Thursday, April 5, 2012


What makes a kid want to be a conductor? Music? Sure, the power of music to transport you anywhere, wherever you want to go.

I think it's a Be-a-King passion, and it's not the same as wanting to be a rock star, or a performer. I suspect the big dream, the passion for music. is similar to what drew me to dance. I wanted to ride the wave.

Gustavo Dudamel, 31, has been firing up music ever since he was a wee little kid. Today he's the conductor for the Los Angeles Philharmonic, and the Simón Bolívar Symphony Orchestra of Venezuela.

"Dudamel explodes out of his seat, stands on the tips of his toes, jabs the air violently with his conductor’s baton," says Chris Lee, music editor for Newsweek, describing a rehearsal of Mahler's Eighth Symphony. (I've got to confess, I'm a Mahler nut! --one of my biggest triumphs was dancing Mahler's Fifth at Lincoln Center.)

The Eighth Symphony is a huge undertaking, one of the largest-scale works in the classical concert repertoire. Dudamel refers to his Mahler Project as "my crazy dream." He scolded the choir of 800 singers, “We have a phrase in Venezuela: ‘You killed the tiger and now you’re afraid to take the skin. This is happening here. You have to take the skin! Be more in the moment!”

Conductors are special men. I met Leonard Bernstein -- he was accessible, friendly and fatherly about my using his "Trouble in Tahiti" opera for a ballet, though he said, "I don't think it'll work, but give it a try."

When I was dancing as a soloist with symphony orchestras, I met many conductors -- none were average/ ordinary -- all were tough, straight-forward, sharp-minded. I think it takes a powerful sense of "I know better than anybody else" to be a conductor.

Gustavo Dudamel, in Caracas now, is conducting the Eighth and other massive works. His fans calls call him “The Dude.” Though he's small in stature, he's becoming a towering figure in symphonic music. Corkscrew curls, an intensely ecstatic podium presence, conducting his own interpretations of beloved orchestral works, this guy is bridging the generation gap between older music lovers and young new listeners.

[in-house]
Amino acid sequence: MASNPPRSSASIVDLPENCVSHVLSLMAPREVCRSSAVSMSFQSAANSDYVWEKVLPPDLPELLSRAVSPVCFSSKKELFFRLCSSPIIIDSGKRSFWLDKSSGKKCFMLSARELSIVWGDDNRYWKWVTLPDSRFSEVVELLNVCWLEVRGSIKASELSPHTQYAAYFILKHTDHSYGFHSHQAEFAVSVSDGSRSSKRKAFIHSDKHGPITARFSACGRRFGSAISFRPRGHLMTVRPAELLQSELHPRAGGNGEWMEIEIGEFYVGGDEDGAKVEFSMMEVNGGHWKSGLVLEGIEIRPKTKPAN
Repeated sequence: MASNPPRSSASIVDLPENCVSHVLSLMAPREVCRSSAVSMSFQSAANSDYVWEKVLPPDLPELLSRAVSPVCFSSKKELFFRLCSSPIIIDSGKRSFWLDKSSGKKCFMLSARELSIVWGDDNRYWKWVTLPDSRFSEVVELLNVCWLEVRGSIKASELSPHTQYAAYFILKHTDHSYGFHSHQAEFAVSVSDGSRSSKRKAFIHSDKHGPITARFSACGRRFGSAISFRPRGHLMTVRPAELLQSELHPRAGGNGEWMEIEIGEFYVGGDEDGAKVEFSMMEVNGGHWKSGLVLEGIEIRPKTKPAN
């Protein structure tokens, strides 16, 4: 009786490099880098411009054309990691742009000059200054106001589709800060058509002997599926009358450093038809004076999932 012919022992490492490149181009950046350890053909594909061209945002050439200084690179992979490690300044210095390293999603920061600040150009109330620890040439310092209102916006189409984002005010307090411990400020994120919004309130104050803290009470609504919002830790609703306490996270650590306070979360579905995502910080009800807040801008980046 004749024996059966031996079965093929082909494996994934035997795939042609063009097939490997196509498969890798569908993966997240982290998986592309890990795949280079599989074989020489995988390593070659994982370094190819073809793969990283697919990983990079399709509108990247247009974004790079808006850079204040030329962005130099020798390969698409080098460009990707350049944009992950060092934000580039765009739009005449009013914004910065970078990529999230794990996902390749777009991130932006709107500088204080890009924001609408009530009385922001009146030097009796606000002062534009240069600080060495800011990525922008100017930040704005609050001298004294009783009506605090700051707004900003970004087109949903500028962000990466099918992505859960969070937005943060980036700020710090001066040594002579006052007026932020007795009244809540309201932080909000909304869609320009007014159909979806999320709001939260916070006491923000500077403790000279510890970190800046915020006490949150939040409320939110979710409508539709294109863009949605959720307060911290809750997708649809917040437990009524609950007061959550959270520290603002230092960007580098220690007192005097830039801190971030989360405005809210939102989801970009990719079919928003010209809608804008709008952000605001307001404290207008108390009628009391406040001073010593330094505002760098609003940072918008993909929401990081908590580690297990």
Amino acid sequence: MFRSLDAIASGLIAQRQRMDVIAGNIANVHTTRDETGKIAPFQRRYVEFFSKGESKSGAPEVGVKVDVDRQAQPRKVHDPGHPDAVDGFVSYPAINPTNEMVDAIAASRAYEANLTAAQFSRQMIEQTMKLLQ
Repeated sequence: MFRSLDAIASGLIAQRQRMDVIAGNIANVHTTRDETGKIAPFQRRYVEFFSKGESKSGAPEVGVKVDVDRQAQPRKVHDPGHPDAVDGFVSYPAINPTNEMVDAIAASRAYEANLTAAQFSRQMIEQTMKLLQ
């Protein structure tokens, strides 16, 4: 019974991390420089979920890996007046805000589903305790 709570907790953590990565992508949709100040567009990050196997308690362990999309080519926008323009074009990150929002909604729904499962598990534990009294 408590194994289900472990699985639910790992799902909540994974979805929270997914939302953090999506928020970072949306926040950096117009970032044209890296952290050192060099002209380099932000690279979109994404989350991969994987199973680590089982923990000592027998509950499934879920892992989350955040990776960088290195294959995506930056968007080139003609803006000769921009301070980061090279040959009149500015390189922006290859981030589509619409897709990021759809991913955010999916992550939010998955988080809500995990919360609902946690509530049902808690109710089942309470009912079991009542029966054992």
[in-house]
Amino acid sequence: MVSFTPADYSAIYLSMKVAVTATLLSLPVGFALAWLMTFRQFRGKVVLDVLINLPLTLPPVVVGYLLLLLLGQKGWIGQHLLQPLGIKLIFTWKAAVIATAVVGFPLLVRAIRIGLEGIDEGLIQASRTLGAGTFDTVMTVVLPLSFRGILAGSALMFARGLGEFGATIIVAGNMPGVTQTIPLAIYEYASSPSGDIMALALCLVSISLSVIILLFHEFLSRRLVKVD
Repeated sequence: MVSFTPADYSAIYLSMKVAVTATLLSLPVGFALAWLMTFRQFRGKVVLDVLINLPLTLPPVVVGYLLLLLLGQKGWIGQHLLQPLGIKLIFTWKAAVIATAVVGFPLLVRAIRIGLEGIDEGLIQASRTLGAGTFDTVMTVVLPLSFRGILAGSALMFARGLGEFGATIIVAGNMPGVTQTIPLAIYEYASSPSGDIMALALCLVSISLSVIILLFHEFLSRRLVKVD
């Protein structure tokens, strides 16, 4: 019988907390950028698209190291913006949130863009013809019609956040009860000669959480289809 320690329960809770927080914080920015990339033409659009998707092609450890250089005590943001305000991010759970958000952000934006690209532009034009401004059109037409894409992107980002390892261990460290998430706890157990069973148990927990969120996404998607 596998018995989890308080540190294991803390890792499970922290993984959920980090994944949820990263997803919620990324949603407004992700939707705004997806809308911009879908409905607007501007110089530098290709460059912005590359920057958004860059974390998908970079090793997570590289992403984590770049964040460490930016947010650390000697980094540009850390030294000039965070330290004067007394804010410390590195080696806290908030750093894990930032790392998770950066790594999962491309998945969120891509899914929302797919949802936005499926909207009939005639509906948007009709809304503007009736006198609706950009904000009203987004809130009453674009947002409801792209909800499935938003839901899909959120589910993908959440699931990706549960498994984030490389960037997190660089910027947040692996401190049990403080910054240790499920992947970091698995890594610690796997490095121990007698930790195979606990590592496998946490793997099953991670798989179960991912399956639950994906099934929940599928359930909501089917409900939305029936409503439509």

“Fame has two sides for me,” Gustavo Dudamel says. “One is when fame is an inspiration for other people. The other is when fame is an inspiration for you. What that means? In the second case, it becomes an ego thing. ‘I’m the best and everybody knows me.’ In the first, you see the children calling you, and your image is an inspiration for them to accomplish things. For me, that’s amazing. You feel like things are going the right way. ”

Asked about being "The Dude," he said, “I’m coming from a Latin culture where everything is so energetic,” he says. “I cannot avoid that. It’s in my blood.”

Yes, Gustavo Dudamel is a name to know. His recordings are something to listen to. Why? Because music -- classical music, all music -- is the top of the mountain, the zenith, the most astounding gift that we've been given.


Anonymous said...

Very interesting and informative blog today Em! I enjoyed reading all about this new conductor named Dude. I will have to keep my ears opened to catch him on PBS TV someday and see him in action! Thanks.... kam

Unknown said...

I know so little Ms. EM, I do know if you say Gustavo Dudamel has 'the magic' then he has 'the magic'
* * *
Much love to you and your John Cullum and FAMILY (JD are ye there?) HAPPY EASTER WEEKEND my friends!

Maureen Jacobs said...

Love to see the arts represented in a positive way. Hopefully he will inspire others. I know he inspires me.

Trouble is that most children do not experience enough culture. I think that the more you expose them to various cultures, the more tolerant and accepting they become.

Tolerance and appreciation and even fulfillment can lead them towards a more rewarding life.


Hugs to you and JC

Anonymous said...

Great insightful Blog on music and the conductor. Love and Hugs, H.

Ameer S. Washington said...

Yes conductors are interesting folks. Most often their portrayed as cold and heartless, except on performance days. Wait that's ballet instructors. Maybe both. Seriously though, I think that ego is necessary because often the performance is so big, so long with regard to the necessity of human effort. It's not like shooting a movie where it's done in so many different parts on different days. The performance is tonight, you've only got tonight to get it right. A movie you've got 7 or 8 takes and a few purposeful bloopers before the director starts to get antsy.

I think it also goes back the whole artist thing, and most artists being perfectionists and expecting everyone around them to be as well. But I had the pleasure to see a conductor during rehearsals and they're not really bad at all. Just folk who pay a lot of attention to detail, and doesn't everyone have ego anyway. "The Dude" seems cool, eccentric, and happy to be doing what he loves.